Why can Vietnam take away production orders from brands such as Nike and Adidas from the Chinese market?
Since yesterday, many friends said that they could not find a list of cooperative manufacturers producing KN95 in the white list of the US EUA, and clicked on the official US EAU authorization Check the list link to check the cooperative manufacturers, and find that the original 74 whitelists suddenly only have 14 left!
Starting from the US EUA authorization in early April and ending As of April 26, 74 Chinese KN95 manufacturers have entered the US EUA whitelist. Of course, this also means that KN95 masks produced by manufacturers in this whitelist can be allowed to enter the US market.
On the contrary, according to market news on April 16, Vietnam is planning to provide the United States with 200,000 locally produced medical masks; previously, Vietnam The first batch of more than 450,000 protective suits has been shipped to the United States for use by health and medical department staff in the latter’s fight against the COVID-19 epidemic. It can be seen that now that the global shortage of masks has intensified, Vietnam has also ushered in greater development opportunities.
“Made in Vietnam”
Faced with the background of the global economic downturn and the outbreak of the new coronavirus Now, China’s title of “World Factory” is under serious threat.
Recently, major suppliers from around the world are A large number of factories in China have been closed one after another, and they are moving closer to building factories in Southeast Asian countries. In the field of clothing, “Made in Vietnam” is now quietly occupying the market of “Made in China”. Many people even speculate that Vietnam is likely to become the next “world factory.”
In 2009, Nike’s Vietnam foundry completed a comprehensive surpass of China’s production capacity; in 2012, Adidas’s last mainland China factory closed in Suzhou; in April 2018 In March, Uniqlo announced that China’s production capacity would be transferred to Southeast Asia, and Vietnam would bear 40% of total production.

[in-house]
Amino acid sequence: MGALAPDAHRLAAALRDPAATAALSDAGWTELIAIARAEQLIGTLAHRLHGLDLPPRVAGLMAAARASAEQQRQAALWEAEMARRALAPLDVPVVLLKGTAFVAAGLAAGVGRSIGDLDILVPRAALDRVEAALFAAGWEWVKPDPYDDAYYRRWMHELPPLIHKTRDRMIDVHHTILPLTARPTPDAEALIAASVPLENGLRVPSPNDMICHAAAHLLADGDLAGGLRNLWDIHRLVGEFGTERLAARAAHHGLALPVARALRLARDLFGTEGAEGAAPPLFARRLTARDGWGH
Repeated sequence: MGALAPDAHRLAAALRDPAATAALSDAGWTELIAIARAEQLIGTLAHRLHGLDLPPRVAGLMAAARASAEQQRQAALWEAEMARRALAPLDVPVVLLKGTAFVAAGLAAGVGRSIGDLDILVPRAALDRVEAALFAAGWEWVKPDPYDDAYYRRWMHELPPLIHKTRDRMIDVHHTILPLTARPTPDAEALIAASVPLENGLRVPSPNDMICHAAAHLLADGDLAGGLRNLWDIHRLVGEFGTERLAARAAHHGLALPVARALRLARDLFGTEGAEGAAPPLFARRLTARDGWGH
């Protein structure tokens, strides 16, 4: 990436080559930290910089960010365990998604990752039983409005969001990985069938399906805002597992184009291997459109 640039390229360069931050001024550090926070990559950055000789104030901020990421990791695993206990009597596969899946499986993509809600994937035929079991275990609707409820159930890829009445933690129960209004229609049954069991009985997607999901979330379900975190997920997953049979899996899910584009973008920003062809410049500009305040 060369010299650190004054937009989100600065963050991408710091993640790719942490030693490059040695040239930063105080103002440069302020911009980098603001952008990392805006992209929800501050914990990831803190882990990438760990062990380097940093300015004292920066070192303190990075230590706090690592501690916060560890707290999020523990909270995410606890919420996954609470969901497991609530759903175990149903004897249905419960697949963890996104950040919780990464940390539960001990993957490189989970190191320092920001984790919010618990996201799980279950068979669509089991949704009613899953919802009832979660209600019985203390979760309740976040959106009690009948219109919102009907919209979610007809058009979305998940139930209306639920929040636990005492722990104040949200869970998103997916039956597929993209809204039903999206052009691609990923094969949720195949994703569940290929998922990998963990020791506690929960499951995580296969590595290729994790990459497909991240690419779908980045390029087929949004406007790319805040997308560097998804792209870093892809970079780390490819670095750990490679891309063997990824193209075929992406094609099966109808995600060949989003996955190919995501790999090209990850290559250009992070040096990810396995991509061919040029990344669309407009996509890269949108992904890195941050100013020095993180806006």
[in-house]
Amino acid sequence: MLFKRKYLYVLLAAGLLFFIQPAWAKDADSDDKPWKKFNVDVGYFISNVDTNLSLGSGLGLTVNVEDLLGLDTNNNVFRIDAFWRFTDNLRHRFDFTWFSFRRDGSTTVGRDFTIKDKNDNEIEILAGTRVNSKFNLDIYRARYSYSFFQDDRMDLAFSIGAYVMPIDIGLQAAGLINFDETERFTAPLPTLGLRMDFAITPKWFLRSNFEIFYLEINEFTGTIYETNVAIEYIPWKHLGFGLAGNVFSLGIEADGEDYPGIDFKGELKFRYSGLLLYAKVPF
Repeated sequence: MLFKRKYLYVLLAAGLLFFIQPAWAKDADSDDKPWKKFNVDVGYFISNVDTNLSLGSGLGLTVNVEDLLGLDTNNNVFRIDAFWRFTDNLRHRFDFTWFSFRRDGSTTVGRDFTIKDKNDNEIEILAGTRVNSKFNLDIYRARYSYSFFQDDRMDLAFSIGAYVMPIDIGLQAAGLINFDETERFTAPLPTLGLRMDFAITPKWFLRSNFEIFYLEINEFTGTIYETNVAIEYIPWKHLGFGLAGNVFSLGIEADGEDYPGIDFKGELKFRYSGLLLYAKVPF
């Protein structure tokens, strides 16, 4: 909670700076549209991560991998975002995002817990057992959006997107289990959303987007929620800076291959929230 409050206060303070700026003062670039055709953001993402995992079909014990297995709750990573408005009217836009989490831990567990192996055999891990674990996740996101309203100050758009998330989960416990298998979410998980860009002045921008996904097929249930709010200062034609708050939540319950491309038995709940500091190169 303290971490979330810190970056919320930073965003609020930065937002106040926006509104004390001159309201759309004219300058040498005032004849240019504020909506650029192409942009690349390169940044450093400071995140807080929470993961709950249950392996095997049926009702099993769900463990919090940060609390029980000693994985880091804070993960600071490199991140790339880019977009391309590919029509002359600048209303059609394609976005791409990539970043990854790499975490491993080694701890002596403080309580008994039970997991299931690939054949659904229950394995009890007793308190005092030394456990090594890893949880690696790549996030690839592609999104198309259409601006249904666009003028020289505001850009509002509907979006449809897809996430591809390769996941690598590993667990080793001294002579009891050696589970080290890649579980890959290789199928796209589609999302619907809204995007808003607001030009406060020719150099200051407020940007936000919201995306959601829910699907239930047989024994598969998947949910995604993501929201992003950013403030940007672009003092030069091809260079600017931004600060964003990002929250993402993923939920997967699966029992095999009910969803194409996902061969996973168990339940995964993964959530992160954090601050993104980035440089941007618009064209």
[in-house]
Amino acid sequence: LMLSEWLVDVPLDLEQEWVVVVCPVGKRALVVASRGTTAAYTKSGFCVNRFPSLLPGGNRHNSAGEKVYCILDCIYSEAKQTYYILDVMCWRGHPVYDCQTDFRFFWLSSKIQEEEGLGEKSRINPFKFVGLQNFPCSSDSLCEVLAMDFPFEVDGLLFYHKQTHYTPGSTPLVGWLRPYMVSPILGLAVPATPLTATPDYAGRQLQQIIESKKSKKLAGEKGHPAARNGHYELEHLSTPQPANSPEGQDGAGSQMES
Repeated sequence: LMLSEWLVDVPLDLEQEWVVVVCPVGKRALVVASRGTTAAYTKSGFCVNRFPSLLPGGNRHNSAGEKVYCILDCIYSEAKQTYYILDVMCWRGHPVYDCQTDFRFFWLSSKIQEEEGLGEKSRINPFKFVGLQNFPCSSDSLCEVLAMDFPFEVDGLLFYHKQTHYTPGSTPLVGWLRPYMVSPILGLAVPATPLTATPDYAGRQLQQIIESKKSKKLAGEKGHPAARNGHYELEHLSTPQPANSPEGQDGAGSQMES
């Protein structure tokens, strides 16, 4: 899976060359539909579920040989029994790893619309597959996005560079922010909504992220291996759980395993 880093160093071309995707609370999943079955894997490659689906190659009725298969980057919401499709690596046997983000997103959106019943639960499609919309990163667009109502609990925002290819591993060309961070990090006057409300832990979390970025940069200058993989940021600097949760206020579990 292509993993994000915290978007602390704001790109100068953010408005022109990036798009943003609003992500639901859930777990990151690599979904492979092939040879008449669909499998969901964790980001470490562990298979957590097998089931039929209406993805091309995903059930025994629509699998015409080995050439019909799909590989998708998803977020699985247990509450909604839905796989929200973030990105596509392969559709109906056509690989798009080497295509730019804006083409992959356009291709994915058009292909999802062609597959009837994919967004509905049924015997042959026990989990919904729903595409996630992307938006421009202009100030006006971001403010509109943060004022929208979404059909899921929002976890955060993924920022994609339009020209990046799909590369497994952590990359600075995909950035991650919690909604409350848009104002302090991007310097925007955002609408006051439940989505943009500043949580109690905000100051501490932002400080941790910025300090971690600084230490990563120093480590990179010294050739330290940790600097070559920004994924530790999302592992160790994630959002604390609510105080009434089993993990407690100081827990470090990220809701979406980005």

So, what ability do Vietnamese garment factories have to take away Nike and Adidas from our Chinese market? What is the reason that attracts so many suppliers to invest in setting up factories?
Direct reasons: sufficient labor and low worker costs.
Vietnam currently has about 30 million young adults. While my country’s population has an obvious aging trend, Vietnam’s population is relatively young. Vietnam will maintain this advantage for a long period of time, thereby increasing the competitiveness of its labor force. Labor costs in Vietnam can be nearly 50% cheaper. The average monthly salary of production workers in Vietnam is US$216. Moreover, according to World Bank data, Vietnam has one of the countries with the largest labor force in Southeast Asia.
Answers from a set of data:
First of all, according to the Vietnam People’s Daily, there are already 6,000 textile and garment companies accounting for 15% of Vietnam’s total exports, making Vietnam’s textile and garments one of Vietnam’s leading economic industries. , and made Vietnam one of the three largest textile and apparel exporters.
Secondly, public information shows that Huafu Vietnam enjoys corporate income tax reductions and exemptions, and is exempt from corporate income tax for four years starting from the first year of profit and for the subsequent nine years. A 50% reduction in corporate income tax is levied. At the same time, there is no value-added tax in Vietnam.
Also, Vietnam’s average annual export volume of textiles and clothing exceeds US$30 billion, accounting for 11% of global clothing exports; and its main exports are the United States, Japan, South Korea, and the United States account for 51%.
It seems that Vietnam’s clothing industry should not be underestimated!